fundamentally reflect on the nature of what an archive in a networked
environment could be, conceiving it as an âutopian space where
knowledge is âfreeâ (unrestricted and available) and can be
âre-discoveredâ anew by making the archive an active practice.â
This also includes the possibility of making the material available
for new contexts and even transformations, including all the tricky
legal and ethical aspects involved.

Furthermore, the task is to find an approach that specifically meets
the nature of the material to be archived. In the case of Kurenniemi,
the archivistsâ questions were, how to make sense of all the
documentation gathered by Kurenniemi, and to ask what knowledges
could result from the active archive process. During the workshop in
Kassel, Michael Murtaugh and Nicolas Malevà demonstrated some of the
algorithmic experiments they had run with a subset of the Kurenniemi
documents and engaged the participants by sharing their reflections,
concepts and quite artistic prototypes.

The workshop can roughly be divided in three parts: the demonstration
of Constantâs work by showing probes and experiments, the making
available of original archival material to the audience to convey a
better understanding of its quality and sheer amount of data, and a
discussion between involved parties and the audience. Just to give an
example of their experimental approach: the incredibly large amount of
images shot and stored by Kurenniemi made the active archivists wonder
how relevant a single image was, and instead of accessing every single
image, asked if it would reveal something more telling to approach the
mass of images by the use of various tools or filters. Such filters
could for example be computer algorithms that âseeâ differently
than a human would do and that would be able to âaggregate and
separate, connect and disconnect, assemble and disassembleâ the
photographs in new and surprising ways. The result of such reflections
is, for instance, the calculation of âan average imageâ created
through the aggregation of all images contained in a given folder of
the Kurenniemiâs archive.

Another example based on similar assumptions is the application of an
algorithm that filters and extracts all faces from a given selection
of photographs.

The logbook kept by Michael Murtaugh and Nicolas Malevà contains
traces of their interrogations, the output of scripts, algorithms and
personal reflections and provides access to various other examples of
their experiments.

Certainly this project has not (yet) solved many of the problems
related to such a gigantic endeavour, and it is not to be
misunderstood as âThe Kurenniemi Online Archive,â but rather
as âwork towards an online archive.â Nevertheless, due to its
sophisticated and highly artistic, dialogical and networked approach,
the project triggered a most inspiring discussion.

Despite the main motivation I gathered, which was to rethink my idea
of what an archive could be and should be altogether, what I found
most striking about the âOnline Archive: Erkki Kurenniemi (In
2048)â was the appearance of a notion of art that I had largely
missed in the rest of documenta â once reported to be âtheâ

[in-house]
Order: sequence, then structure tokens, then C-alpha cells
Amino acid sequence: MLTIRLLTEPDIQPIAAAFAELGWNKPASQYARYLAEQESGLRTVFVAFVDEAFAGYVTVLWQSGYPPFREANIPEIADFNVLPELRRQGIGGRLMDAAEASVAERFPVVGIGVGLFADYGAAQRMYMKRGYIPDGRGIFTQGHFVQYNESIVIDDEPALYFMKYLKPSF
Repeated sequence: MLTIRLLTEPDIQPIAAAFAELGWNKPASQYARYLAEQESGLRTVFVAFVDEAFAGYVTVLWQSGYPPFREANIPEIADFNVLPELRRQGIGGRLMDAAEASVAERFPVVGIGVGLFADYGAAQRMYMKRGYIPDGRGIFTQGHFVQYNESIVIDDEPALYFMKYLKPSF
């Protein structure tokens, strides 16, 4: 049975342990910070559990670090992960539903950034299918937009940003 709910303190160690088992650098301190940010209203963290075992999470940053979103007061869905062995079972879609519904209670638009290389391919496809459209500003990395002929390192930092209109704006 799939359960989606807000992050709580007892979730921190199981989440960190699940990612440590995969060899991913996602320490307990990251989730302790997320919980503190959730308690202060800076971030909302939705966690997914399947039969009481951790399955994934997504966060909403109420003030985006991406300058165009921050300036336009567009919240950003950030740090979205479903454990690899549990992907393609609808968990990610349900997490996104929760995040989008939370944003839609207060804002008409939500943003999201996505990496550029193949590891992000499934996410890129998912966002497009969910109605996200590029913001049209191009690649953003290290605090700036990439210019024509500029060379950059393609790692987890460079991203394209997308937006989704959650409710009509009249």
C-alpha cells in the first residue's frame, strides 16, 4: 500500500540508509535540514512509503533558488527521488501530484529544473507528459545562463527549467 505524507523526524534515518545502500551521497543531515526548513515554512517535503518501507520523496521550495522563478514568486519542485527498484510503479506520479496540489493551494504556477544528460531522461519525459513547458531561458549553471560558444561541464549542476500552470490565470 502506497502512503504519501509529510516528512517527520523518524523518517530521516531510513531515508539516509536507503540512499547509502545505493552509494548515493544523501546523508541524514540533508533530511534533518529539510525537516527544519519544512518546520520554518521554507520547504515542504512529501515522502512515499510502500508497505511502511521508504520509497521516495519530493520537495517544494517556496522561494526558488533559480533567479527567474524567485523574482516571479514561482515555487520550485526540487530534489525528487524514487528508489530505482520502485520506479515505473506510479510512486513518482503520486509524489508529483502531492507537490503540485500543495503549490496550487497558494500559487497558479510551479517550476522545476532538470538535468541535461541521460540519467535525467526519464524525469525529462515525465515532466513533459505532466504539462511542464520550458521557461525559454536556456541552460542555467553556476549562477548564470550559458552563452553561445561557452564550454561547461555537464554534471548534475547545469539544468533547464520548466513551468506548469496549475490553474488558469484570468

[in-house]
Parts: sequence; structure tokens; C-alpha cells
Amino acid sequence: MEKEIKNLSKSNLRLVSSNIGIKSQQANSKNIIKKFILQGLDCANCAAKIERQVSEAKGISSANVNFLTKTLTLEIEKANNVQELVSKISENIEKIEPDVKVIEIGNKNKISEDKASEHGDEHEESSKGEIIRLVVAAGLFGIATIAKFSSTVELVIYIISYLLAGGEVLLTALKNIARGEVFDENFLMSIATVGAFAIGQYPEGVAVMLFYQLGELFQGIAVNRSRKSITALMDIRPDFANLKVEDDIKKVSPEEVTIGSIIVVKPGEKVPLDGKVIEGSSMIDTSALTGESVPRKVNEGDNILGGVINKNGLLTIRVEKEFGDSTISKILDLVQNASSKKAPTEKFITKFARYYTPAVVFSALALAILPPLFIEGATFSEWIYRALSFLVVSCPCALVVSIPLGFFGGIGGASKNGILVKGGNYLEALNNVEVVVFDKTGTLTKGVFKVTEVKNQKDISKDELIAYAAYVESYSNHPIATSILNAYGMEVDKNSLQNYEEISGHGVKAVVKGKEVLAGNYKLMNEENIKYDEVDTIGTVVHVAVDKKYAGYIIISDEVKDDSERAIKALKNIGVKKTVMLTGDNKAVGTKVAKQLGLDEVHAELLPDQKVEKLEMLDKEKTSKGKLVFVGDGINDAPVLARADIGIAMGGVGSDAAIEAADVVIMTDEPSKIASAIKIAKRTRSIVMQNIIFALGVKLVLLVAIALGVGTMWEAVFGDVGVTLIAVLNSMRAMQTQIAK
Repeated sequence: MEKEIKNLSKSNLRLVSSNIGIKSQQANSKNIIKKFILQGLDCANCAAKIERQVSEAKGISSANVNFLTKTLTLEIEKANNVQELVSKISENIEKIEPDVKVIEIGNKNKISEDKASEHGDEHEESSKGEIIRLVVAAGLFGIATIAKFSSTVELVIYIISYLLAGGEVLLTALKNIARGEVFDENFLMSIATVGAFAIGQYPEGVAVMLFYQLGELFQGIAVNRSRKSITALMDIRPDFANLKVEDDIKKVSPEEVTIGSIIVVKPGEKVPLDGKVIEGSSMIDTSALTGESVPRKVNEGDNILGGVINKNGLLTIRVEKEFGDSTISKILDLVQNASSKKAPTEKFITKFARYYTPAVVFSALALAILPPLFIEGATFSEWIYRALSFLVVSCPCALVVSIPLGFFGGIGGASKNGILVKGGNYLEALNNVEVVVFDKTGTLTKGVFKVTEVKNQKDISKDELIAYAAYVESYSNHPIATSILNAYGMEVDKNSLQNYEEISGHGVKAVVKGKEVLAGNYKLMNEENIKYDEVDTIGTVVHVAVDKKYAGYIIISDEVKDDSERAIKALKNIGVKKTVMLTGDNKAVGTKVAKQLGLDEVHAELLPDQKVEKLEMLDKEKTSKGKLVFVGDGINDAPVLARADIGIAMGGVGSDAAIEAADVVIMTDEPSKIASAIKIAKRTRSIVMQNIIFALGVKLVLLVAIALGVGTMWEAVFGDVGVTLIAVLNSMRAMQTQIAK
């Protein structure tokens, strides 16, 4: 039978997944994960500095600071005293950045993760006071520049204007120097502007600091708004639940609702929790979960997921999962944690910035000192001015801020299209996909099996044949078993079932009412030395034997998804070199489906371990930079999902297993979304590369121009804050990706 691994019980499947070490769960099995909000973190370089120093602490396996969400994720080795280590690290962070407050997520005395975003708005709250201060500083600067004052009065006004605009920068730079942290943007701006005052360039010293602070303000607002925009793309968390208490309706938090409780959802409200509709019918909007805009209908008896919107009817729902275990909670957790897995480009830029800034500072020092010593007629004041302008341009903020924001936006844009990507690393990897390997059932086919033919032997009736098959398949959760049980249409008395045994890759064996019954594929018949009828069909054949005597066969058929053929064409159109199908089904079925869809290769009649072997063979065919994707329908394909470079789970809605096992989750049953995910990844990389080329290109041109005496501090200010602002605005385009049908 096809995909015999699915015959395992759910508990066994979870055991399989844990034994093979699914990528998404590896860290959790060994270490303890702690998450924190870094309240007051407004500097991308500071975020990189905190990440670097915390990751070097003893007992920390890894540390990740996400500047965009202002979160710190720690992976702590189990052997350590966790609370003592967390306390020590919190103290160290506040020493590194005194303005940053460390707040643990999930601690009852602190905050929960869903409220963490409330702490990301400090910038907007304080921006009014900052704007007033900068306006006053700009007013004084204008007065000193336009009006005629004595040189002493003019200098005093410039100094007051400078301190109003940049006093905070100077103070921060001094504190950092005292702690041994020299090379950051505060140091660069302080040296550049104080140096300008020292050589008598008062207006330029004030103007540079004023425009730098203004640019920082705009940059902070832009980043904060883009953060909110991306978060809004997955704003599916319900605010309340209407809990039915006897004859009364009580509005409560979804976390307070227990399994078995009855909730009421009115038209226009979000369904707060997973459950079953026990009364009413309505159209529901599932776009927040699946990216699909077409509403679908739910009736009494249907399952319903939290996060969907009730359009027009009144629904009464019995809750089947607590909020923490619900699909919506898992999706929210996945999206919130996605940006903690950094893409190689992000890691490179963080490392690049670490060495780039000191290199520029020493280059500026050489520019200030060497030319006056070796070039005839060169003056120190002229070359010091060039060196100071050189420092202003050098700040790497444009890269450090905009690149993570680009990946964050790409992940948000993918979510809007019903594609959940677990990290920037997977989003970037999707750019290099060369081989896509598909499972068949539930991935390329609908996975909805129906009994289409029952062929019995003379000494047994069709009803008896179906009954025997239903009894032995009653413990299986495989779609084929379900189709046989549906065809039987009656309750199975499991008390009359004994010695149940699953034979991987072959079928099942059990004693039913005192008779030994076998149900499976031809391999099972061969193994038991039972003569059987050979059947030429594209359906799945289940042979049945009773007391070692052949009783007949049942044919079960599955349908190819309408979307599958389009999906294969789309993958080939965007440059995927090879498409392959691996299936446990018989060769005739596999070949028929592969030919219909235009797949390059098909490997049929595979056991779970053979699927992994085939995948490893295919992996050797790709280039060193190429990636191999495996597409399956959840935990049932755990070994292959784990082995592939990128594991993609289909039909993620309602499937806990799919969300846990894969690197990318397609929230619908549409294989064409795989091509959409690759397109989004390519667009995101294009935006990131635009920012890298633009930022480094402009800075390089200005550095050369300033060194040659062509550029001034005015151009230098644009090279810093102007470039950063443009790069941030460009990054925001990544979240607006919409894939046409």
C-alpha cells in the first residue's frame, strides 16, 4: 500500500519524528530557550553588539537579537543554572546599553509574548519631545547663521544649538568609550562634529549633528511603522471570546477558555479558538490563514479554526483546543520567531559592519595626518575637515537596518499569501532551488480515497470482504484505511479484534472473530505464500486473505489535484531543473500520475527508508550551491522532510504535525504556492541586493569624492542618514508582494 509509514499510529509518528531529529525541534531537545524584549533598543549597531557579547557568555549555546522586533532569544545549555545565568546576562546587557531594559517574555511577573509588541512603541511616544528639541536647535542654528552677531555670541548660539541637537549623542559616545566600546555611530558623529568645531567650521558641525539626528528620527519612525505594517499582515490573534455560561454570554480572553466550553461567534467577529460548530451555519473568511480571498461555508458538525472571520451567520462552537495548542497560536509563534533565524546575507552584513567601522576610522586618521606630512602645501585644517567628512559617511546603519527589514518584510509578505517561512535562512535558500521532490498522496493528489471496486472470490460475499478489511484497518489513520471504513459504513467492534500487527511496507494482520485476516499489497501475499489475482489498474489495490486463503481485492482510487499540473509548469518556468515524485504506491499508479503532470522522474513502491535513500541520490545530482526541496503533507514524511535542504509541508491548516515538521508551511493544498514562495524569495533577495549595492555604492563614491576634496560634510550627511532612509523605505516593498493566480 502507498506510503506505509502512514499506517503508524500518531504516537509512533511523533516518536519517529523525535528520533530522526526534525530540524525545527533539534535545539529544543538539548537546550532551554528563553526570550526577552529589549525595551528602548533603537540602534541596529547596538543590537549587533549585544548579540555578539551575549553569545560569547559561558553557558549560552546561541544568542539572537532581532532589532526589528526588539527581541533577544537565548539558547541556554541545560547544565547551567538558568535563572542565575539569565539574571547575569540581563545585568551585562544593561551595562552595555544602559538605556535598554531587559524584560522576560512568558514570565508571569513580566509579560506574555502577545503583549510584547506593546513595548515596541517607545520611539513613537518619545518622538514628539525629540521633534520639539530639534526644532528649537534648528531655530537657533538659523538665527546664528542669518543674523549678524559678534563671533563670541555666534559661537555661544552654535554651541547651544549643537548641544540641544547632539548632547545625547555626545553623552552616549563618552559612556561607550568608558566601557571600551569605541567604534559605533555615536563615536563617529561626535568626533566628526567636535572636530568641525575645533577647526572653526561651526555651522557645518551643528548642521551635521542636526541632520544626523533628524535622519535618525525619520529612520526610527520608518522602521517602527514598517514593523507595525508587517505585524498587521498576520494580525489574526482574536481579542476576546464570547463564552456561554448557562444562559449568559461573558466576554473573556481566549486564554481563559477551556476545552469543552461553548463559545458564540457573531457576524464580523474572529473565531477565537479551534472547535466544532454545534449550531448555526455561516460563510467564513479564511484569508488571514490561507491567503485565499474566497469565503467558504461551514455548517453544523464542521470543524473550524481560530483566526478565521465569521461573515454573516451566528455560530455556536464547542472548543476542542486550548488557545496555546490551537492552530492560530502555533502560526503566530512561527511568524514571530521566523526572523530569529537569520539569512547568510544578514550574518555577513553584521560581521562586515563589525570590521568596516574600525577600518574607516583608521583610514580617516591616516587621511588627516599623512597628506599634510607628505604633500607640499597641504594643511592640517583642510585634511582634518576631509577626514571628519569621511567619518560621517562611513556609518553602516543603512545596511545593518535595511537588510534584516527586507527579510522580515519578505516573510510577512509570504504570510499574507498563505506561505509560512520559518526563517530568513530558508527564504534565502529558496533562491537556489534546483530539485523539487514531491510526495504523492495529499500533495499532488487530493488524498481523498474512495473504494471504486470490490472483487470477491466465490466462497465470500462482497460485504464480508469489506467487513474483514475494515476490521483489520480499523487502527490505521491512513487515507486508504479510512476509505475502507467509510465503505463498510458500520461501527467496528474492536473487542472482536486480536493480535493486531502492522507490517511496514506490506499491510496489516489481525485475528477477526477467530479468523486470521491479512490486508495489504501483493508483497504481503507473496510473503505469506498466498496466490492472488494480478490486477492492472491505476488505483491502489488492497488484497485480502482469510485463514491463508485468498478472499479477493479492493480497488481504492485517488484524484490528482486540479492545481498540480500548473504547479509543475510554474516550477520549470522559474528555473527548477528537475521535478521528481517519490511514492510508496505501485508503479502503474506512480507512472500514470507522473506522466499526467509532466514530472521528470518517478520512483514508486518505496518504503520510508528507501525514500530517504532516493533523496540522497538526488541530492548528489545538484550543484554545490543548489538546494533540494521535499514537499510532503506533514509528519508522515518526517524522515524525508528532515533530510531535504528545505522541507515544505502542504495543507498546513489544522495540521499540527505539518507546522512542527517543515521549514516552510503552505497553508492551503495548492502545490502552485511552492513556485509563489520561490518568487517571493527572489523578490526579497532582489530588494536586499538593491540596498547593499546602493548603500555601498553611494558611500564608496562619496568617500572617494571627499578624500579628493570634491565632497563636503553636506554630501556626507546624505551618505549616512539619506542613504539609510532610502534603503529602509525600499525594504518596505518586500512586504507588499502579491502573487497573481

international cutting edge art show. âOnline Archive: Erkki
Kurenniemi (In 2048)â by Constant can indeed be considered to
be an art project, and as such it represents a notion of art that
understands the upheaval caused by digital, networked technology, art
that confronts the question of what it means to think, see, and filter
affect through computational processes, that is to say, art that is
truly contemporary in the 21st century. And that Constant itself does
not operate under the âartâ label only shows another aspect of
this shift to the new millennium that they are embodying: the smart
but modest âartistâ who is concerned with the world and its urgent
problems rather than with himself. In that sense, even if we will
witness the rebirth of Kurenniemiâs digital self in some unknown
future, we will be able to clearly identify him as an artist from the
past (and modernist legacy).

Iâm glad I went back to this event which eventually balanced my
negative feelings towards documenta a bit. However, I am pretty sure
that my reading of the event is not the one of the chief curator
Carolyn Christov-Bakargiev, who probably still thinks that âOnline
Archive: Erkki Kurenniemi (In 2048)â is about the artist Kurenniemi,
while in fact Kurenniemi just gave occasion to present a notion of art
that really breaks new ground. It is only at large scale events like
documenta where such unexpected and unplanned âslipsâ can happen
in the ramifications of curatorial decisions. And thatâs a good
reason for still going there.

Seminar & workshop with Constant, and further contributions from
Joasia Krysa, Geoff Cox, Tarek Atoui, Perttu Rastas and Magda

Online Archive: Erkki Kurenniemi (In 2048) is commissioned by
Kurator.org and dOCUMENTA (13) in partnership with Central Art
Archive of the Finnish National Gallery and Contemporary Art Museum
KIASMA, and supported by Arts Council England. The first phase of the
ongoing work will be exhibited at Aarhus Kunstbygning as part of the
exhibition âSystemics #1â (11 January 2013), and as part of this
Constant will be running further workshops.

Dr. Cornelia Sollfrank
Duncan of Jordanstone College of Art & Design
University of Dundee, Scotland